Asit K. Biswas and Cecilia Tortajada
Policy Forum | March 22, 2017
The Singapore Government has dipped its toes into the murky waters of price increases, but more needs to be done, write Asit K Biswas and Cecilia Tortajada.
The Singapore Government announced recently that the country’s water price will be increased in two stages. In doing so they opened the sluice gates to a torrent of mainstream and social media comments about its need, relevance and appropriateness.
Singapore last increased its water price in 2000, so almost a generation has grown up with no adjustment in water prices. Electricity rates, on the other hand, are significantly higher than water and are adjusted regularly. Thus, whenever electricity rates are modified, it is not news. However, when the water price is increased after 17 years, and the price rise is steep, it becomes big news.
The price increase will be ameliorated greatly with the increase of the GST voucher. Families in one- and two-room Housing and Development Board (HDB) flats will receive S$380 of rebates each year compared to $260, and families in three- and four-room HDB flats will receive $340 and $300 per year respectively, compared to $240 and $220. Consequently, on average, one- and two-room HDB households will have no increase in their water bills.
Consider some facts. First, unquestionably, the Public Utilities Board (PUB), the national water agency, has been an incredibly efficient institution. It has managed to increase its operational efficiency steadily as a result of which it has managed to balance its books until 2010, when it last made an operational profit of S$48 million. From 2011, it has been making operating losses which had to be made up by government grants. PUB losses have increased from S$36 million in 2013 to S$57.2 million in 2015.
Our studies indicate that between 2000 and 2014, because of inflation, the water price decreased by 25.48 per cent in real terms. In contrast, electricity and gas prices have increased at a rate slightly higher than inflation.
In addition, the median income of employed resident households was $4,398 in 2000. This increased to $8,292 by 2014. Thus, assuming a household used 20 cubic metres of water per month in 2000, the water bill represented 0.69 per cent of income. By 2014, it had declined to about 0.36 per cent.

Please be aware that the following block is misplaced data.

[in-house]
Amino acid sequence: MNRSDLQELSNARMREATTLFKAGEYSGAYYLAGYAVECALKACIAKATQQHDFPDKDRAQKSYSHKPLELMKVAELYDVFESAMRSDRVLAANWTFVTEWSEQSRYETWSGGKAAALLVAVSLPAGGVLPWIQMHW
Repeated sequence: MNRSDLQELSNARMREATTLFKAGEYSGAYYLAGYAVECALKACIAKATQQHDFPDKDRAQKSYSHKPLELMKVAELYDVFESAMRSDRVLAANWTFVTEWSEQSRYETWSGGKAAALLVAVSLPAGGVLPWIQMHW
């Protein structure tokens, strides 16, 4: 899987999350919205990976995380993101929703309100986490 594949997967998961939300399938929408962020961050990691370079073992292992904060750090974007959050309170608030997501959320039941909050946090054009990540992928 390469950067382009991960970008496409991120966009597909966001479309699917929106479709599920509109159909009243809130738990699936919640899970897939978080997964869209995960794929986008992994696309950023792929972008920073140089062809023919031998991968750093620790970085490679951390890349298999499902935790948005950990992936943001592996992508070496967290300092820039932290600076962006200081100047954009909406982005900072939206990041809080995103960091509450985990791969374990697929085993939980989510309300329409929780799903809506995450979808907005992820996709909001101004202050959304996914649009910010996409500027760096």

Not surprisingly, a recent poll in the Straits Times showed that 75 per cent of Singaporeans had no idea what their water bill was.
Singapore now needs to change the narrative from an argument of cost recovery for domestic and industrial water supply, to one of managing a scarce, strategic and essential resource. For this, a profound societal mindset change is necessary as to how water should be managed in the future.
At present, about 50 per cent of water used in Singapore comes from Johor. Due to recent prolonged drought, storage at Linggui reservoir in late 2016 was at a historic low. On 9 January, Foreign Minister Balakrishnan noted in the Parliament that there is a “significant risk” that the reservoir may not have any water if 2017 turned out to be a dry year.
Fortunately, storage is now over 30 per cent, but nothing assures this may not change again in the coming months or years.
For Singapore, if the Linggui dries out, it will lose not only half of its water supply but also there may be a significant reduction in its NEWaterproduction. NEWater is high quality recycled wastewater. If the supply from Linggui is cut by half, the question is how this would affect wastewater generated and thus NEWater production?
Add to this the potential uncertainty imposed by climate change which is likely to contribute to prolonged droughts, as being witnessed in many parts of the world, and a prudent strategy for Singapore will be to prepare for, not if but when, supply from Linggui will reduce to a trickle due to a prolonged drought. Over the last six years, we have regularly argued that it is not floods but droughts that Singapore needs to fear.